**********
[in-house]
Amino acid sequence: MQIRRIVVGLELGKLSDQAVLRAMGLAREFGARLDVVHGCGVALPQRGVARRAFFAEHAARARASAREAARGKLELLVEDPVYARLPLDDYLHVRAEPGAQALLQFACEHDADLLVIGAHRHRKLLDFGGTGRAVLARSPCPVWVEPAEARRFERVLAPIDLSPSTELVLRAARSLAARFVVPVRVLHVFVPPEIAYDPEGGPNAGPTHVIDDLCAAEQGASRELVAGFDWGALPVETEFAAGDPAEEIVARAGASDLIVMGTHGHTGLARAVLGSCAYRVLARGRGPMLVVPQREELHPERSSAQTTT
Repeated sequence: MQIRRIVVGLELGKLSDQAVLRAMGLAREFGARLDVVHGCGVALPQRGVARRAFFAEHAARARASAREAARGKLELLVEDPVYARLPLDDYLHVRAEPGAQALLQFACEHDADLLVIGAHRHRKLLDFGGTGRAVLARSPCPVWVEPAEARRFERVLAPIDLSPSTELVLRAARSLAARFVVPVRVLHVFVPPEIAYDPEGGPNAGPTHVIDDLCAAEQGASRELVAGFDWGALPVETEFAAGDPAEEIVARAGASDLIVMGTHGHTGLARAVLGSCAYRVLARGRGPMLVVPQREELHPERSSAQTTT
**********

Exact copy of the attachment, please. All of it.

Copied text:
[in-house]
Amino acid sequence: MQIRRIVVGLELGKLSDQAVLRAMGLAREFGARLDVVHGCGVALPQRGVARRAFFAEHAARARASAREAARGKLELLVEDPVYARLPLDDYLHVRAEPGAQALLQFACEHDADLLVIGAHRHRKLLDFGGTGRAVLARSPCPVWVEPAEARRFERVLAPIDLSPSTELVLRAARSLAARFVVPVRVLHVFVPPEIAYDPEGGPNAGPTHVIDDLCAAEQGASRELVAGFDWGALPVETEFAAGDPAEEIVARAGASDLIVMGTHGHTGLARAVLGSCAYRVLARGRGPMLVVPQREELHPERSSAQTTT
Repeated sequence: MQIRRIVVGLELGKLSDQAVLRAMGLAREFGARLDVVHGCGVALPQRGVARRAFFAEHAARARASAREAARGKLELLVEDPVYARLPLDDYLHVRAEPGAQALLQFACEHDADLLVIGAHRHRKLLDFGGTGRAVLARSPCPVWVEPAEARRFERVLAPIDLSPSTELVLRAARSLAARFVVPVRVLHVFVPPEIAYDPEGGPNAGPTHVIDDLCAAEQGASRELVAGFDWGALPVETEFAAGDPAEEIVARAGASDLIVMGTHGHTGLARAVLGSCAYRVLARGRGPMLVVPQREELHPERSSAQTTT